"In my end is my beginning," as they say. Stephen Kovacevich is reaching the completion of his Beethoven piano sonata cycle for EMI Classics. Having scaled the Everests of the "Hammerklavier" and "Appassionata" Sonatas, Kovacevich is winding the cycle down with the very first works that Beethoven wrote in this genre. The recording dates were June 2002 (#3) and January 2003 (Nos. 1 and 2).
Kovacevich is intent on keeping a wide gulf between Beethoven and Haydn or Mozart. Those older composers often are mentioned as influences on the young composer, and these sonatas can be validly played almost as if they were late works by Haydn. The pianist's clipped articulation does suggest a fortepiano more than a modern concert grand, but interpretively, Kovacevich presents Beethoven as a nose-thumber out to turn things on their ears. He published these three sonatas when he was in his mid twenties, and when he was still a fairly new face in Vienna. These sonatas contain difficulties that are within the reach of some amateurs, and others that are tantalizingly elusive. This music is full of the cockiness and irreverence of youth. Listen, for example, to the finale of the Piano Sonata #3. The first theme, a lickety-split series of parallel chords hopping up the keyboard, sounds like the giddy mockery of an older person's pomposity. Near the end of the movement, Beethoven wanders into another key as if to prolong the discussion, but then he pulls back into the original key and brings the movement to a swift close. The modern phrase that this procedure evokes is "Don't go there!"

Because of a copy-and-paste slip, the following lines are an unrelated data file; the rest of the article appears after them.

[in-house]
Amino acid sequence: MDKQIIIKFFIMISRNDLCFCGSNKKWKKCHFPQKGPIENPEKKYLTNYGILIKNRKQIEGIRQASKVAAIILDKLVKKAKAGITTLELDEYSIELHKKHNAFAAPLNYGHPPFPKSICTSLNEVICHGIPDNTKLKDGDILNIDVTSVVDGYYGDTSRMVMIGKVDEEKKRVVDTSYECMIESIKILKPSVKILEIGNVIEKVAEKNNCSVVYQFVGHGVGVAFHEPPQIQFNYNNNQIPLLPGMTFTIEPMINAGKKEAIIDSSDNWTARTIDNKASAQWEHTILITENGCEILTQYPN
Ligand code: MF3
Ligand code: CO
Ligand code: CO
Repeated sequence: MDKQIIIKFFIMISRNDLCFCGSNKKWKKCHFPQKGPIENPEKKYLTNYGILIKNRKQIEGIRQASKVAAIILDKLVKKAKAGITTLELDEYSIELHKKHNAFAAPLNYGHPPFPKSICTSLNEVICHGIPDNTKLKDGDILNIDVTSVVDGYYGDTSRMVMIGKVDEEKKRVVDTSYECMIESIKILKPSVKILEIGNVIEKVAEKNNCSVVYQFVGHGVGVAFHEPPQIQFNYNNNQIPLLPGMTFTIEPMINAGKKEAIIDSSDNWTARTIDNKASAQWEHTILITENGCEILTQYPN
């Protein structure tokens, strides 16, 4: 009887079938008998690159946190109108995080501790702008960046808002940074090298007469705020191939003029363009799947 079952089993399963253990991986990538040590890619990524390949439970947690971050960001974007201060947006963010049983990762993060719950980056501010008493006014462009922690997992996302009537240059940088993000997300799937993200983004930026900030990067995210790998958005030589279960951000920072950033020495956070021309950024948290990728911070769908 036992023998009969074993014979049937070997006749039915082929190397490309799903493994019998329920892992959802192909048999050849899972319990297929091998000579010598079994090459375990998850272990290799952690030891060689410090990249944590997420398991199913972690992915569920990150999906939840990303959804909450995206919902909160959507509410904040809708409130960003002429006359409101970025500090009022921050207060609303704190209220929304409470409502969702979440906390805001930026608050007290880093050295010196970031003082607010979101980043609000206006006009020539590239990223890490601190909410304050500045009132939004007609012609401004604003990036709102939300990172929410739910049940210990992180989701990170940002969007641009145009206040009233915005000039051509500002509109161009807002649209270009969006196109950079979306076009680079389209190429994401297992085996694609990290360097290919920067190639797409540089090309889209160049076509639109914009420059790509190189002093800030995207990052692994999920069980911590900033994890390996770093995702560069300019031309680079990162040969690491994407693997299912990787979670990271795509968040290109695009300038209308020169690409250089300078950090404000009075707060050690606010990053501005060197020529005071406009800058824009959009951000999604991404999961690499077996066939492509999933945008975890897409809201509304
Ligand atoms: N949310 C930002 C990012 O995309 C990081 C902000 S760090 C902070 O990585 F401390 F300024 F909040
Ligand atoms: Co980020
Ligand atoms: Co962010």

Kovacevich has been with us for several decades. (He used to play under the name Stephen Bishop, and then as Stephen Bishop Kovacevich.) Even so, he plays these works with a young adult's love for raucous humor, and with the occasional exaggeration or "tall tale." Even when he is using the pedal generously, Kovacevich keeps the notes dry and almost detached with his strong and highly assertive attack. His tempos are fast - not even the slow movements allow much time for reflection. His technique remains unassailable. It is good to hear a seasoned virtuoso "play," in both senses of the word!
Some of the engineering in Kovacevich's Beethoven series has been a little clangorous, but things are OK on this disc. The sound is dry but full. The microphones also pick up a few vocalizations from the pianist himself.
Copyright © 2004, Raymond Tuttle